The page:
Or I could just give my private key to The Retriever and all would be fine and dandy.
The Saver is, once again, responsible for adding and manipulating data already on The Core. This would include functions like changing an essay’s position on the privacy spectrum (sharing it with other people), changing an essay’s TAS location (moving from, let’s say, Dropbox to a private, university TSA), or deleting data. The Saver would have to work in conjunction with the Retriever to identify which essay to modify, but I think it’s pretty straightforward.
Usage and Experience
What using the Core would feel like (on iPad)
Let’s say The Core already works. It would function not unlike Dropbox on iPad, even with the app-centric design of iOS. I have to say that Dropbox is the closest thing to The Core right now, and it’s pretty awesome. But Dropbox isn’t ubiquitous, and its reliance on a filesystem as an interface is I think reasonable for the current state of technology but not for the future.
The Core would turn iOS into a hybrid data/app centric type of system, not unlike OS X or other desktop operating systems. It would integrate, for instance, like
NSSavePanel, and necessitate the redesign of applications (reducing the number of proprietary formats and Core Data driven stores, now that applications can access data of any type). I think that anything application-centric, though, is ultimately a dead end.
A Core-centric Operating System
Sketch of “Paper OS” that revolves around The Core
For The Core to really shine, Core-integrated operating systems must make The Core at its center. It’s important to note that it’s not about sync - The Core is the only repository there is, so there’s nothing local to sync from the user’s perspective. With a Core-centric OS the applications don’t matter as much. Here’s what I think it would be like:
- There’s “The Core”. The home screen.
- The search screen. The root of all navigation, the fundamental part of the OS that leads to everything else. It would be like Google.com, an interface for the Retriever.
- If I need to open an essay, I just go to “The Core” and ask it for the essay I need and I open it. Things are organized not by app but by query.
- Applications will still exist.
- But they won’t be as important, because they share file types. I hope to never “run” Microsoft Word. I just want to open a text document, and if MS Word can open it for me, it will.
- Websites are treated like essays.
- You also open websites through “The Core”, for instance, by searching “Twitter”. Instead of Microsoft Word opening “Twitter-aggregated data” a web browser would open it.
The current model of applications - web apps, local apps - presents a problem. Are web applications treated as simple files? Do local, native applications still exist? How do applications integrate into The Core? At what level of The Core do applications and services function?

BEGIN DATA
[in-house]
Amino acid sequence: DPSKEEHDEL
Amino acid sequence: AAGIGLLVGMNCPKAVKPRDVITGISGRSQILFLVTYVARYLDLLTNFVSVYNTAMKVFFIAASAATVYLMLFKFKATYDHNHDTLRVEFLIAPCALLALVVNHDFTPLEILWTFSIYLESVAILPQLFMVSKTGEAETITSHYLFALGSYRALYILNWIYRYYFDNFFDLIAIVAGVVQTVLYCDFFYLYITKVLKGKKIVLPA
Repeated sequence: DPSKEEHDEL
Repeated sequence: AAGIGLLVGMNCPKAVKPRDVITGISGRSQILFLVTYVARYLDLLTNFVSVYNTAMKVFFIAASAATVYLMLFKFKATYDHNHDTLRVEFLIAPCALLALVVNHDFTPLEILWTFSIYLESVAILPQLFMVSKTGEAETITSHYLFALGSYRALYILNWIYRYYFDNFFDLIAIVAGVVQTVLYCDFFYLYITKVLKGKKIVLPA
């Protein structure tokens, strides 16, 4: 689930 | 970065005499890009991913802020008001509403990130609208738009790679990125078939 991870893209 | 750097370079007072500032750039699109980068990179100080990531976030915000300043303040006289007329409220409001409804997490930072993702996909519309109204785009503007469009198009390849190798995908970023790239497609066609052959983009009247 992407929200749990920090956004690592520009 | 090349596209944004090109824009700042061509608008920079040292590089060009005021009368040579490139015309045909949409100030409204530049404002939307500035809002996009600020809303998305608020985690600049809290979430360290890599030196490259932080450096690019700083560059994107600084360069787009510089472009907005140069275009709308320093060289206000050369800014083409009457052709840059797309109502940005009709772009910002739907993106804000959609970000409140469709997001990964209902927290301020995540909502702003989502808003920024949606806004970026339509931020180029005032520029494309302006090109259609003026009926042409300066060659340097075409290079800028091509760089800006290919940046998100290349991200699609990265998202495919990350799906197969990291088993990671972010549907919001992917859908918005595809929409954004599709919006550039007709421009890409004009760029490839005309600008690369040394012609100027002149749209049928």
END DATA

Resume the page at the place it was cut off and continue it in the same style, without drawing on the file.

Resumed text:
- Are web applications treated as simple files?
- What needs to be made clear is the distinction between data (the individual tweets) and the application that handles that data (Twitter.com, or Twitter for Mac, etc). The Core stores and interprets data, and data alone. Apps are not services.
- That means the distinction between web applications and local applications becomes unimportant. Once the OS has Tweet data, it searches for an application to read the Tweet data. Whether the application runs natively or lives in something like a WebView is not of concern to The Core.
- By the way, Twitter is an amazing link-haven. You should follow me @Vervious.
- Do local, native applications still exist?
- I don’t know, but I’m thinking about it.
- How do applications integrate into The Core?
- This could be another whole essay, but I believe the OS is only a tool for interacting with data. And applications are only tools used by the OS to achieve that purpose.
- A second question arises though - is “Recent Tweets” really the type of data meant to be stored in The Core? It isn’t like a text document, as it’s more of an aggregation of other data than something static. I think that’s the wrong way to approach it.
- The Core stores data, not individual documents or files. There’s no bright-line that separates one “piece” of data from another. A single Tweet could be a piece of data, but a list of Tweets may be as well; this ultimately ties in well with the underlying assumption that The Core not only stores data, but also interprets it.
- At what level of The Core do applications and services function?
- Applications function at the level of the OS and merely allow users to consume and create data.
- Services, though, like Facebook, and Twitter, function to provide data. They hook in as either clients (users that read and write data to the Core) or at The Actual Storage level. The latter is the most realistic as the services only need to generate pieces of data to return upon request (as opposed to every time a Tweet is posted, etc).
The Social Network
I envision The Core as merely a storage place that allows for services to run inside the cabinet to aggregate and make sense of data. The social network and the graph is a whole other story. It’s another type of data, and I’m sure that The Core will be used to great effect to store and organize that data. But the social graph isn’t the focus of The Core and neither is The Core the focus of the social graph. They may live together in harmony, and honestly, I haven’t thought about it much yet.2 Thanks for reading, and please leave a comment!